The four cabins opposite the Villa are compact, too, but two have a kitchenette and the “family cabin” includes a full kitchen.

For somewhat more modern rooms, consider their main motel building, where the king-bedded rooms have whirlpool tubs and many of the queen rooms have balconies or patios, where you can enjoy the breezes from the bay.

The Bruce Anchor is one of the companies offering boat cruises to Flowerpot Island, although at least during my stay, they weren’t offering cruise discounts to motel guests.

High season rates at the Bruce Anchor start at CAD$155/night. You can also compare rates and make reservations at Booking.com.

Lion's Head Lighthouse, Bruce Peninsula Ontario Canada

Lion’s Head Lighthouse

Lion’s Head Beach Motel, Lion’s Head

The quiet town of Lion’s Head overlooks Georgian Bay at about the midpoint of the Bruce Peninsula, which makes it a central base for exploring. Lion’s Head Beach is a peaceful sandy spot to swim, and on Saturday mornings, there’s a beachside farmers’ market. On the town’s south side, Lion’s Head Provincial Park is known for its unusual “potholes,” deep cylinders eroded into the limestone rocks.

Lion's Head Beach Motel, Bruce Peninsula, Ontario, Canada

Lion’s Head Beach Motel

Set right on the lake, the Lion’s Head Beach Motel and Cottages is a good choice if you’re traveling with kids or you’d like a little more space. This independently owned lodging feels old-fashioned, but the larger-than-average rooms, all with kitchenettes, give you room to spread out.

In addition to the motel units, which start at about CAD$160/night, there are several newer two- and three-bedroom cottages that would be even more comfortable for a family.

Grey Roots Museum, Bruce Peninsula, Ontario, Canada

Owen Sound’s Grey Roots Museum features local history.

Located at the southern end of the Bruce Peninsula, the town of Owen Sound is filled with cultural attractions. It’s close enough to the peninsula’s parks and beaches that you can find plenty to do both indoors and out.

In Owen Sound, the excellent Grey Roots Museum and Archives highlights the region’s history and culture with multimedia exhibits, radio stories, and interactive displays. The Tom Thomson Art Gallery shows work by the noted Group of Seven landscape painter and other Ontario artists, while the Billy Bishop Home and Museum was the childhood residence of William Avery Bishop, a fighter pilot who became one of the most decorated Canadians to serve in the First World War.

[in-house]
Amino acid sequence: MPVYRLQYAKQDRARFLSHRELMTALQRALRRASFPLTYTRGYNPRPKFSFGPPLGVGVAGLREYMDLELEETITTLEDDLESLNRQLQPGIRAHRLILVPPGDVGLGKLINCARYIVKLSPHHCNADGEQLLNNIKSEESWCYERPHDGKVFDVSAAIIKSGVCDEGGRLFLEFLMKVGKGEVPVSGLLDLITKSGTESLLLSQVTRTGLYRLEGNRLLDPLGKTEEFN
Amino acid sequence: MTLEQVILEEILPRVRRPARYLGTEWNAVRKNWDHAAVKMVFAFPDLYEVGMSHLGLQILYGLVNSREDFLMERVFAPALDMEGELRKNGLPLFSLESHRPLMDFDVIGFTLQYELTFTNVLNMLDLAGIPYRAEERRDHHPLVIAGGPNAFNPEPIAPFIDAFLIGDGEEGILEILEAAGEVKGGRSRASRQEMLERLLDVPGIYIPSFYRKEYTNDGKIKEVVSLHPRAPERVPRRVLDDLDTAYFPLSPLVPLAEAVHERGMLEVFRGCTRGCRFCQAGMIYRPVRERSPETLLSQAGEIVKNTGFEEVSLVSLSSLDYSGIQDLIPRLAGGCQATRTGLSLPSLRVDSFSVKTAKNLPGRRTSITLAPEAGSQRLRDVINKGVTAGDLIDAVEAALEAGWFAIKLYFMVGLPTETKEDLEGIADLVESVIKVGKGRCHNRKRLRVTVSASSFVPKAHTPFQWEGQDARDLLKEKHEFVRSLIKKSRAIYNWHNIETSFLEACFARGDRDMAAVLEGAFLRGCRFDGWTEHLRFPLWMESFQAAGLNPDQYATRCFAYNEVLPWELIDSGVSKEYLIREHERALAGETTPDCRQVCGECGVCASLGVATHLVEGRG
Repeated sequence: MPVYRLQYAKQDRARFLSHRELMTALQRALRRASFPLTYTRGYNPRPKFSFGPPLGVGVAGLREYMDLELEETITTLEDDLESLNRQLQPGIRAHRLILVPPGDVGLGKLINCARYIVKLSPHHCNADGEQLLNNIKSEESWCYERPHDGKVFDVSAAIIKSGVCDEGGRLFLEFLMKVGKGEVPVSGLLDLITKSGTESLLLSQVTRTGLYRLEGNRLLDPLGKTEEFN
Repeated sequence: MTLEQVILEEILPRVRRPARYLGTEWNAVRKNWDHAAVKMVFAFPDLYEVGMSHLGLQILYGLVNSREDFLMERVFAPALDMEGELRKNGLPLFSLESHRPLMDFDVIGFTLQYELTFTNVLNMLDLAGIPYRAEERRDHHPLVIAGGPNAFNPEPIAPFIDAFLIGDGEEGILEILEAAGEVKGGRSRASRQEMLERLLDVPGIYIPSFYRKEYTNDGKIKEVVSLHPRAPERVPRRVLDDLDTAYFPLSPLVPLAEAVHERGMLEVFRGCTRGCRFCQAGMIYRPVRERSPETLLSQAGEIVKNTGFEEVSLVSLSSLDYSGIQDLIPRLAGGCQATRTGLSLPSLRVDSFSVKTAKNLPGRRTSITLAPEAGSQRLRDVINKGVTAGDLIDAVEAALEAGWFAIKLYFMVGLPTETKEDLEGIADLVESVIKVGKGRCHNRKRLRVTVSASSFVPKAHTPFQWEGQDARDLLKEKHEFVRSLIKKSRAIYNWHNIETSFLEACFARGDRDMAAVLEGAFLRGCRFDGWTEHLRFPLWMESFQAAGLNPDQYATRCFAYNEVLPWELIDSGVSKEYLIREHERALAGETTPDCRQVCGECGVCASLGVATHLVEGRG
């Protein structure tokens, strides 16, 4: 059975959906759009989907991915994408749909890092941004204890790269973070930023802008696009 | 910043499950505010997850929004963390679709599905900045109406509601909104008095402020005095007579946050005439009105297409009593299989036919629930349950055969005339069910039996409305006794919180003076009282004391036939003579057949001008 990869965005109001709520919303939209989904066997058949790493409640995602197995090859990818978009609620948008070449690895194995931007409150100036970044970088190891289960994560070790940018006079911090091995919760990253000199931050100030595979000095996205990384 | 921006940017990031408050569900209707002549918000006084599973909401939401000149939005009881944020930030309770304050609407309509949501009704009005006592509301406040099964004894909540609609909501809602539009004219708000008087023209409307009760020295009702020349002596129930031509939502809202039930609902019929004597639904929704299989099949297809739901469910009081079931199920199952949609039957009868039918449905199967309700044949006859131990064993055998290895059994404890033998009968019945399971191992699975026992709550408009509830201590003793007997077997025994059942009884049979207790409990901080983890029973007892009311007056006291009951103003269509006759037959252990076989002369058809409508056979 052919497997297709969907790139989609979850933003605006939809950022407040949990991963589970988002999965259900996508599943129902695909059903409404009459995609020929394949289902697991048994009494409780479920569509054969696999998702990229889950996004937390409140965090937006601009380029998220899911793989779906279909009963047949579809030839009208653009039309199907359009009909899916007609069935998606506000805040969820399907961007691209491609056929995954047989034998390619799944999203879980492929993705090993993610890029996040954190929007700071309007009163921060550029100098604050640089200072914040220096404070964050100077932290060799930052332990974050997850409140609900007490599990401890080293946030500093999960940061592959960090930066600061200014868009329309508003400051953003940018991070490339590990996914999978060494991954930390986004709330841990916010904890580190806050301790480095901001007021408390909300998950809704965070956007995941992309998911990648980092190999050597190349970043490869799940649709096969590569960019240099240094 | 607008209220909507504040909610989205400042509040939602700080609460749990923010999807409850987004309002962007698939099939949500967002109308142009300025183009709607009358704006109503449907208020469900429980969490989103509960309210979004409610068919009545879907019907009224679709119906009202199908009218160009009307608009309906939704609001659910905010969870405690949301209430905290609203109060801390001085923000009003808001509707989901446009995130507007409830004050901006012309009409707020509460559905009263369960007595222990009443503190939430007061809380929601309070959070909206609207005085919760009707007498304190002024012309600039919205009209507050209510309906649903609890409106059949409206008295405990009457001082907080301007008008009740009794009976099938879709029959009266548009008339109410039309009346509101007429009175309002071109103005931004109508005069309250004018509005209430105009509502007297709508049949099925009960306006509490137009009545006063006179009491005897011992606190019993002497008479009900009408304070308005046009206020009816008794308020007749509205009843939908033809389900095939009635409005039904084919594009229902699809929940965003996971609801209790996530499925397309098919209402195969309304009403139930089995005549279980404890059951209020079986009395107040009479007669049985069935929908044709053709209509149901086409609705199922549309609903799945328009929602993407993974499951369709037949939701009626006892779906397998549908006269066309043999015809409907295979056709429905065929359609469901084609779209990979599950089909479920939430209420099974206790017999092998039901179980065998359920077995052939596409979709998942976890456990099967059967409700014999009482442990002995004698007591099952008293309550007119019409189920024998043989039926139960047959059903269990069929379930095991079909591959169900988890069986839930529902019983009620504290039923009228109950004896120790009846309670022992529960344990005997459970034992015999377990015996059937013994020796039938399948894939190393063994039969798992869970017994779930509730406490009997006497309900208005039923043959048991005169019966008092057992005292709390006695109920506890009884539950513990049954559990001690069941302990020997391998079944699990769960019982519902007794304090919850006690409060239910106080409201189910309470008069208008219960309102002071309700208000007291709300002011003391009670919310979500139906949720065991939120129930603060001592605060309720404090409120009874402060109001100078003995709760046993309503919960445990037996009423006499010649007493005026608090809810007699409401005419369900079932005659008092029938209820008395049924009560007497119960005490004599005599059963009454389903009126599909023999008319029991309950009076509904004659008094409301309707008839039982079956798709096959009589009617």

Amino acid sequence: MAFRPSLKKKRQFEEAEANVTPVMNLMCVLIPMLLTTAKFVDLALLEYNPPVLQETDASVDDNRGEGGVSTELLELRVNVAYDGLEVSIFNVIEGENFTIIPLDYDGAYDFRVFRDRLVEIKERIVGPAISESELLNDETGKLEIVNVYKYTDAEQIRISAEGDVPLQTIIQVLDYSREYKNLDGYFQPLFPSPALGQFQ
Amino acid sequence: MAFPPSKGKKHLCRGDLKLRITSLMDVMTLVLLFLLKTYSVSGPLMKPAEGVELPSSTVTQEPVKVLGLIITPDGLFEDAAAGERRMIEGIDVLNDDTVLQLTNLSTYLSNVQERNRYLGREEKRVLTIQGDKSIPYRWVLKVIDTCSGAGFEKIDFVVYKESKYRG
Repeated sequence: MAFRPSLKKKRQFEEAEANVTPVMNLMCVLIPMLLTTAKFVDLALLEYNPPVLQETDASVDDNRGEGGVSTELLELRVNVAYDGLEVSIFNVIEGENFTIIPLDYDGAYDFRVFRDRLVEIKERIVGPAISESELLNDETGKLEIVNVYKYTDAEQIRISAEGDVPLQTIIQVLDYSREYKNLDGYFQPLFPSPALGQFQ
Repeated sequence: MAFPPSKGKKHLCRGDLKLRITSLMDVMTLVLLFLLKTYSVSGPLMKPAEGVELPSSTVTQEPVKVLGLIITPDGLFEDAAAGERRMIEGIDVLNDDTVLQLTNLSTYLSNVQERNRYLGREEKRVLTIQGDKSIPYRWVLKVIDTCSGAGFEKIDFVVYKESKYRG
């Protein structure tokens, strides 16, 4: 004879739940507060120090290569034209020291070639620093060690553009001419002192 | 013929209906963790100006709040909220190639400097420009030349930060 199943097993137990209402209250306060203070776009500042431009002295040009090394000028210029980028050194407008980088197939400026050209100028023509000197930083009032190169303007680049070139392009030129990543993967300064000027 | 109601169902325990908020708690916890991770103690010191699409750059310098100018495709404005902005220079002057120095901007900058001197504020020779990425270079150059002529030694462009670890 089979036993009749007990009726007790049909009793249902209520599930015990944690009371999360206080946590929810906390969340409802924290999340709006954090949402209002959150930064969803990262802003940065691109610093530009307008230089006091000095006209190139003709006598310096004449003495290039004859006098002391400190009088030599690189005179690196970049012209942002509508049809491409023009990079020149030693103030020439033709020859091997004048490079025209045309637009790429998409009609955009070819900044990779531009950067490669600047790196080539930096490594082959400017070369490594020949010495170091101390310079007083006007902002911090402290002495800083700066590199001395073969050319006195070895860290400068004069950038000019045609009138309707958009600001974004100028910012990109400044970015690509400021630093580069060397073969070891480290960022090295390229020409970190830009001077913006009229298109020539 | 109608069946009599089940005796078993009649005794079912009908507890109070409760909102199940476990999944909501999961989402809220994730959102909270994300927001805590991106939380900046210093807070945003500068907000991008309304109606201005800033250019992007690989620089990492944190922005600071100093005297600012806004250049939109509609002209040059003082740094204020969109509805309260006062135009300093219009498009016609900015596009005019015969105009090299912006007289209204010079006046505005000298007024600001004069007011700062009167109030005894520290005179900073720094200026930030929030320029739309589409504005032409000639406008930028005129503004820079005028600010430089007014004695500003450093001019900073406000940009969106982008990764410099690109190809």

In the late 1880s, many former enslaved people who escaped from U.S. plantations via the Underground Railroad settled in the Owen Sound area. You can also explore several sites related to the community’s Black Heritage.

Inn at Cobble Beach, Owen Sound, Ontario Canada

While Owen Sound is well worth visiting for its historic attractions, what if you also want some time at the beach?

A stay at The Inn at Cobble Beach, set on Georgian Bay about 15 minutes north of Owen Sound, lets you pair your in-town adventures with accommodations by the shore. The property has rooms in its historic inn building, as well as a number of cottages around the grounds. See our full review of the Inn at Cobble Beach here.

For more information about planning a trip to the Bruce Peninsula, check out Explore the Bruce.

Have you stayed at any of these Bruce Peninsula hotels? What did you think?



Hotel feature by Vancouver-based travel, food, and feature writer Carolyn B. Heller. Photos © Carolyn B. Heller.